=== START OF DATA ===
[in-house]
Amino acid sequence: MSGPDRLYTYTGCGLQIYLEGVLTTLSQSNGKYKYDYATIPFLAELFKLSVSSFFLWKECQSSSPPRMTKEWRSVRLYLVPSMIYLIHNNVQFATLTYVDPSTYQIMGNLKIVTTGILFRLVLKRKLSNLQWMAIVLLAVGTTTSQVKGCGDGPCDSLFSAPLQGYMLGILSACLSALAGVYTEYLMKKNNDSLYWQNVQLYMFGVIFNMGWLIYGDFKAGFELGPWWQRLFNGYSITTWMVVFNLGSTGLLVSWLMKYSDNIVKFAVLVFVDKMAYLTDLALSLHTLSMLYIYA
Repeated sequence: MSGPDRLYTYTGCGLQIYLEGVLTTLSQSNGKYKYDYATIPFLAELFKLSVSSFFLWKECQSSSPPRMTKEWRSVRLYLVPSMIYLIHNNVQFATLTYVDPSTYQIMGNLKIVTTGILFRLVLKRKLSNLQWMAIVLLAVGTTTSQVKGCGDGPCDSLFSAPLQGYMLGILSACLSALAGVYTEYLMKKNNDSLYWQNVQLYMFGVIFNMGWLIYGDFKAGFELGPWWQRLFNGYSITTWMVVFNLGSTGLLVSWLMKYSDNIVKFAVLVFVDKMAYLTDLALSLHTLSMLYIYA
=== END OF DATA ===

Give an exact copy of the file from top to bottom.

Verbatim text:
[in-house]
Amino acid sequence: MSGPDRLYTYTGCGLQIYLEGVLTTLSQSNGKYKYDYATIPFLAELFKLSVSSFFLWKECQSSSPPRMTKEWRSVRLYLVPSMIYLIHNNVQFATLTYVDPSTYQIMGNLKIVTTGILFRLVLKRKLSNLQWMAIVLLAVGTTTSQVKGCGDGPCDSLFSAPLQGYMLGILSACLSALAGVYTEYLMKKNNDSLYWQNVQLYMFGVIFNMGWLIYGDFKAGFELGPWWQRLFNGYSITTWMVVFNLGSTGLLVSWLMKYSDNIVKFAVLVFVDKMAYLTDLALSLHTLSMLYIYA
Repeated sequence: MSGPDRLYTYTGCGLQIYLEGVLTTLSQSNGKYKYDYATIPFLAELFKLSVSSFFLWKECQSSSPPRMTKEWRSVRLYLVPSMIYLIHNNVQFATLTYVDPSTYQIMGNLKIVTTGILFRLVLKRKLSNLQWMAIVLLAVGTTTSQVKGCGDGPCDSLFSAPLQGYMLGILSACLSALAGVYTEYLMKKNNDSLYWQNVQLYMFGVIFNMGWLIYGDFKAGFELGPWWQRLFNGYSITTWMVVFNLGSTGLLVSWLMKYSDNIVKFAVLVFVDKMAYLTDLALSLHTLSMLYIYA